An original pen-and-ink “Peanuts” daily comic strip by the late cartoonist Charles Schulz – a standard offering at most Philip Weiss auctions, it seems – hammered for $20,340. This four-panel strip, dated Sept. 1, 1954, featured Charlie Brown, Violet and Patty in a great gag that involved Charlie “wheedling” his way into a party invitation. More “Peanuts” strips will be offered throughout the year.

keyedserpent.jpg Two vintage musical instruments brought respectable sums. One was a silver flute by the William Hayes Company (Boston, circa 1920s). Complete with hard and soft case, cleaning rod and woodwind drying paper, the flute rose to $3,390. Also, a “keyed serpent” (29” long leather and brass horn, a distant relative of the tuba) achieved $2,700. The instrument was made in the late 19th century.

The following original works of art all came from the prominent estate in Pelham, N.Y.:
• “Men In Market Stall” by Edwin Lord Weeks (American, 1849-1903), $9,040. The oil-on-canvas work, signed lower left, measured 20-3/4” wide x 16” tall. Weeks was born near Boston but he spent most of his adult life outside the United States. He lived in Surinam and South America before settling in Paris, where he died. He painted mostly exotic views and architectural renderings.

• “Give Me That Man” by Edwin Austin Abbey (American, 1852-1911), $4,068. The pen, ink and wash work was signed and dated 1882 and inscribed with a poem. Abbey was born in Philadelphia, but had a studio in England and was best known for his drawings and paintings of Shakespearean and Victorian subjects. He spent 11 years painting a series of murals for the Boston Public Library.

• “Soldiers on the Move” by Rufus Fairchild Zogbaum (American, 1849-1925), $2,260. The watercolor work was signed and dated lower left (Paris, 1882). Zogbaum was a well-known painter and illustrator of scenes depicting Army and Navy life. He was the leading artist-correspondent of the Spanish American War, and his renderings appeared in many popular magazines of the day.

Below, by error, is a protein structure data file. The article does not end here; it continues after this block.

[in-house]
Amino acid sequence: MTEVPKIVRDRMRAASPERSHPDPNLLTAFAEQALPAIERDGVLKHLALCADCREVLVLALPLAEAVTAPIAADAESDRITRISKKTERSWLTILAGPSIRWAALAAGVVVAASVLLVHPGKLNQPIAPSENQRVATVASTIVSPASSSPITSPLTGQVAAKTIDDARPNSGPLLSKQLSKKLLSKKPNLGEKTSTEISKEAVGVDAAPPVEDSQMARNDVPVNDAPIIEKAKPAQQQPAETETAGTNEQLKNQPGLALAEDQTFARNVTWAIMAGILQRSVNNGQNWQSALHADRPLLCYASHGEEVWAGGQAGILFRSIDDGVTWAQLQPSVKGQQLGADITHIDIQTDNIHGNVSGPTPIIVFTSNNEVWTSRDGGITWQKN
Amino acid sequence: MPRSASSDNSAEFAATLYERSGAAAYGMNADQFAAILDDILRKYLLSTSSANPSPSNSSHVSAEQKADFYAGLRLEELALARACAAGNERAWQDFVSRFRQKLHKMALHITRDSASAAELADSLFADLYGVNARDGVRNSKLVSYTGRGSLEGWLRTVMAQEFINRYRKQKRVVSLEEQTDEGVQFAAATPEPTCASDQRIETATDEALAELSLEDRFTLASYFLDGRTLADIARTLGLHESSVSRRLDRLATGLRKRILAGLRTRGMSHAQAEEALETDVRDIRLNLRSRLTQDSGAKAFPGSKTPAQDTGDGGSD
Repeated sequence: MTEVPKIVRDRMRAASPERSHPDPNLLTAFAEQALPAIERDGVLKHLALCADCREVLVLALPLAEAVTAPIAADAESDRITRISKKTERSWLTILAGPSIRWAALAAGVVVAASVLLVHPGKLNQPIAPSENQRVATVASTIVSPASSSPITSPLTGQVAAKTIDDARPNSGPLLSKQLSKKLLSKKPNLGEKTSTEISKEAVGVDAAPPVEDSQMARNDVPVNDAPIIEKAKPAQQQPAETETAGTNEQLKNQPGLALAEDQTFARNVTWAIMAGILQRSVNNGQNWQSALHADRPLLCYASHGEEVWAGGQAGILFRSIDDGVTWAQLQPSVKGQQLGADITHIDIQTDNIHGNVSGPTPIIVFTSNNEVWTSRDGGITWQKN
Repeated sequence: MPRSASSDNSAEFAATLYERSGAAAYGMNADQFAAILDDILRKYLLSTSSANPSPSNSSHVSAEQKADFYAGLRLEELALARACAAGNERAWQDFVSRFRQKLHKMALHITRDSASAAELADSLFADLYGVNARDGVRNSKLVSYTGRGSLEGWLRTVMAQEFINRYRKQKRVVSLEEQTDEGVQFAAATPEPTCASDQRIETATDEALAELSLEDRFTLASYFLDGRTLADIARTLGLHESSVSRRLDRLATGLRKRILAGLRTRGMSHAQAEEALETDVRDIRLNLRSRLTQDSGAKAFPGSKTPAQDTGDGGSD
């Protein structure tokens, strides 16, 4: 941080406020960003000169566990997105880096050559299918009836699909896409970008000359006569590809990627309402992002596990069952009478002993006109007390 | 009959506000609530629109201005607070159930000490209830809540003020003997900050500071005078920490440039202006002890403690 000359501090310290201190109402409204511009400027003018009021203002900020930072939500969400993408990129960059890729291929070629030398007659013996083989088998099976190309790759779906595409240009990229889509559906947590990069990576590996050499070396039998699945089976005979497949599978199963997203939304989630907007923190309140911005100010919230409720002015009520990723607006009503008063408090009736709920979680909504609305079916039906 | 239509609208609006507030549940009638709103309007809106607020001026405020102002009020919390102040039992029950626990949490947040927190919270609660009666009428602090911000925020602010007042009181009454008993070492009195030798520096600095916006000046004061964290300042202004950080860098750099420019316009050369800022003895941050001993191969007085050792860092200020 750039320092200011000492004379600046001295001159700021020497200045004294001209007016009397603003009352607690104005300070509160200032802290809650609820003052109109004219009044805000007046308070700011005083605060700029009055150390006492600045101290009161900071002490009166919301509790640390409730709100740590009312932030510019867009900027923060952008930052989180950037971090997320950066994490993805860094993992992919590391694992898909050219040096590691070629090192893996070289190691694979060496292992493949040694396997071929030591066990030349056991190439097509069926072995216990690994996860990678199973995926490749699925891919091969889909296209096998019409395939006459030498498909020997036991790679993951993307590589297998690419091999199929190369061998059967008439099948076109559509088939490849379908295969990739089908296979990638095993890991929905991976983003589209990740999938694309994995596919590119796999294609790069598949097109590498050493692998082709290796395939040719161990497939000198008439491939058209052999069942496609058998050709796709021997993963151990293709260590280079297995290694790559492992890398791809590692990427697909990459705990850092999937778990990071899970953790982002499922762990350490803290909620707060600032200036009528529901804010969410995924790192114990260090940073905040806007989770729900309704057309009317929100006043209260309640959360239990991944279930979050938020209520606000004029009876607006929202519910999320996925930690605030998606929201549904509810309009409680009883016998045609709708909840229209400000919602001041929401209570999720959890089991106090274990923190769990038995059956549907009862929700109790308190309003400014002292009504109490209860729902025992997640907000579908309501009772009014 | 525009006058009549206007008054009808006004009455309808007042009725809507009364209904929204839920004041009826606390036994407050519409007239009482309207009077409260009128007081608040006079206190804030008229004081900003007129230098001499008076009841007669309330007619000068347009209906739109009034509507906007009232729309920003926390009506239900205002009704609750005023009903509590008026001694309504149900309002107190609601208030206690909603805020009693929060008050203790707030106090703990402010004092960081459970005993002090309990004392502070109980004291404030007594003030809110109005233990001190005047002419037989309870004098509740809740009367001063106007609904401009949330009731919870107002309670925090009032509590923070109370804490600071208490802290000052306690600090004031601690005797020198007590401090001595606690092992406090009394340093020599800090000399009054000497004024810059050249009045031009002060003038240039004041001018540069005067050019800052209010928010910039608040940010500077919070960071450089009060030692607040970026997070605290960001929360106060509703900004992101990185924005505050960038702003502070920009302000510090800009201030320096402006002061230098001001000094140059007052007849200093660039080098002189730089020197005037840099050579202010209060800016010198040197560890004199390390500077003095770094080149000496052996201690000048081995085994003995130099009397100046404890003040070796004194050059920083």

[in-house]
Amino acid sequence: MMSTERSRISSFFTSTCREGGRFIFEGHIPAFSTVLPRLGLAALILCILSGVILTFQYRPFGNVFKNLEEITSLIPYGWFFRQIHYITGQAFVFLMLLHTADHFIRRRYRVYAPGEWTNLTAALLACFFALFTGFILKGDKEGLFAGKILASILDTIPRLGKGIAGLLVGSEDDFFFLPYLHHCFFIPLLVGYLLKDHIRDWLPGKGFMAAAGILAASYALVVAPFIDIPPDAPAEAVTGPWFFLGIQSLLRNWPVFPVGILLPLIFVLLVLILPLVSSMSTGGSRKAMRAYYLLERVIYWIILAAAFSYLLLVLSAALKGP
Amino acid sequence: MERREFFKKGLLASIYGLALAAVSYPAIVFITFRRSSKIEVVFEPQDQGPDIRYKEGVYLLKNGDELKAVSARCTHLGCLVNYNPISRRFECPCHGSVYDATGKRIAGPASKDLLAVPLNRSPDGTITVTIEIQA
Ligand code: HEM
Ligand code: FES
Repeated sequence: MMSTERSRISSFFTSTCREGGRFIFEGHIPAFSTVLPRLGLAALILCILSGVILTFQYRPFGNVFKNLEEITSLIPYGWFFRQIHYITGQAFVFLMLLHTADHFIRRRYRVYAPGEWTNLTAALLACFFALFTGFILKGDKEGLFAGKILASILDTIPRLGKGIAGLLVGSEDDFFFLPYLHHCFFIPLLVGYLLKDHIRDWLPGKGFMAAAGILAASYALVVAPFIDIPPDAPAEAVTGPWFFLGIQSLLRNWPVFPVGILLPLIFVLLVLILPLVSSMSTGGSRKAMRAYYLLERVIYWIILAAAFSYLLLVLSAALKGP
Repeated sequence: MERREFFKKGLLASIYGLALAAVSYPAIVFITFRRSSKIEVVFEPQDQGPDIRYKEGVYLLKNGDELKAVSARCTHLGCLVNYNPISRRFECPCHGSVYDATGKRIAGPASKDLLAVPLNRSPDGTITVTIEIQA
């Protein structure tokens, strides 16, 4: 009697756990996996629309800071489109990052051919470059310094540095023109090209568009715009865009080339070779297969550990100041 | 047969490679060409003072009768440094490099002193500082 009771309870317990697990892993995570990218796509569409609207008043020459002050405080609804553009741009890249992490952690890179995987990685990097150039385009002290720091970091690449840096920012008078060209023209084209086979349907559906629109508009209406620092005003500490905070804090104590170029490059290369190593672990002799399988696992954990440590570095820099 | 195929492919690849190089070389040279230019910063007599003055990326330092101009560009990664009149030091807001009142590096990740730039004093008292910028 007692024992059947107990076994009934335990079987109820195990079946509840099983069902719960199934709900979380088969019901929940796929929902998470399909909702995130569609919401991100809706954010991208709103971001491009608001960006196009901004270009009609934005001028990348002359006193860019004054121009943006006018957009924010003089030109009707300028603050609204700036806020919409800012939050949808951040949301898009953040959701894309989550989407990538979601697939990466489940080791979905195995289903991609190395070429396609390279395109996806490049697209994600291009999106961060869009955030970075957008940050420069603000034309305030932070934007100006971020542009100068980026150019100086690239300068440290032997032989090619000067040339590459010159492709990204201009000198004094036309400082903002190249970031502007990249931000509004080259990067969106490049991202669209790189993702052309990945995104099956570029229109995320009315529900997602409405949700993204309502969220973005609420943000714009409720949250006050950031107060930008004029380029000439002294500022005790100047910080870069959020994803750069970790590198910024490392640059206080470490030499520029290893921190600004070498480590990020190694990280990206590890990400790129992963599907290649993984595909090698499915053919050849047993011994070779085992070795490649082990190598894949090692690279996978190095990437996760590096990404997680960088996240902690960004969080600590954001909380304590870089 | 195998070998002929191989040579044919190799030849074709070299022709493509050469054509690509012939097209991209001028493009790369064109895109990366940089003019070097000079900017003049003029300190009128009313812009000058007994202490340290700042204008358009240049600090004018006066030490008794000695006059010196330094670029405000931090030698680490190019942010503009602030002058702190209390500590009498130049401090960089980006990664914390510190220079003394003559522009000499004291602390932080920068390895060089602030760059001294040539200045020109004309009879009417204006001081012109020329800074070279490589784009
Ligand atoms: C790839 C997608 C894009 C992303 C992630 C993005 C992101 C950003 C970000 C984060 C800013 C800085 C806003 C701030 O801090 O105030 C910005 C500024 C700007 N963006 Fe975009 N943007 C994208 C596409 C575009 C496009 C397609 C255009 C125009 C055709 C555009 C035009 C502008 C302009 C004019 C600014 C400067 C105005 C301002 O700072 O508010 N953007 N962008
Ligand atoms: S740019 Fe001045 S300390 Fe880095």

Philip Weiss Auctions will take a well deserved rest in March, then return in a big way the weekend of April 5-6, with a sale that promises to be strong both days and in several categories. The Saturday session, April 5, will feature a large Disney collection; trains; Steiff material and advertising. Sunday, April 6, will include high-end mechanical banks; coin-operated machines and slot machines.

Also on April 6: Part 1 of The B. L. “Phil” Phillips Collection, comprising many high-end robots and space toys. On April 26, yet another sale will be held, featuring a 1,000-piece lifetime comic collection, to include Golden and Silver Age comics; graded books and pedigrees. In May, Part 2 of the Newport Collection will be held (rare stamps and coins). Also auctioned will be rare books and posters.

Philip Weiss Auctions is a full-service auction facility, with a spacious gallery located at #1 Neil Court in Oceanside, N.Y. To learn more about the company and the upcoming auction dates, log on to the new website at www.prwauctions.com. The firm is always accepting quality consignments. To consign an item, estate or collection, please call (516) 594-0731, or e-mail to auction22@aol.com.

Category: Auction News